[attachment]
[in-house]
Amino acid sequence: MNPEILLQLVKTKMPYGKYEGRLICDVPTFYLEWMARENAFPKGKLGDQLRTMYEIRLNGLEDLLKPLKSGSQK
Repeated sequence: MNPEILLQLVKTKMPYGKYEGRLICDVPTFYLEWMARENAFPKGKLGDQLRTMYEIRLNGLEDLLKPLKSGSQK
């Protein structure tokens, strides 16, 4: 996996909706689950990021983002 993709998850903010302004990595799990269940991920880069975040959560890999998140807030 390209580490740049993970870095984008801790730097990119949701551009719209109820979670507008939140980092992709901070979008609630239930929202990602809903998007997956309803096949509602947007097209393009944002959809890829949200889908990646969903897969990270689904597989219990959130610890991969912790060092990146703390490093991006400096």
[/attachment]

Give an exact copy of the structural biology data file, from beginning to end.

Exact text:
[in-house]
Amino acid sequence: MNPEILLQLVKTKMPYGKYEGRLICDVPTFYLEWMARENAFPKGKLGDQLRTMYEIRLNGLEDLLKPLKSGSQK
Repeated sequence: MNPEILLQLVKTKMPYGKYEGRLICDVPTFYLEWMARENAFPKGKLGDQLRTMYEIRLNGLEDLLKPLKSGSQK
């Protein structure tokens, strides 16, 4: 996996909706689950990021983002 993709998850903010302004990595799990269940991920880069975040959560890999998140807030 390209580490740049993970870095984008801790730097990119949701551009719209109820979670507008939140980092992709901070979008609630239930929202990602809903998007997956309803096949509602947007097209393009944002959809890829949200889908990646969903897969990270689904597989219990959130610890991969912790060092990146703390490093991006400096």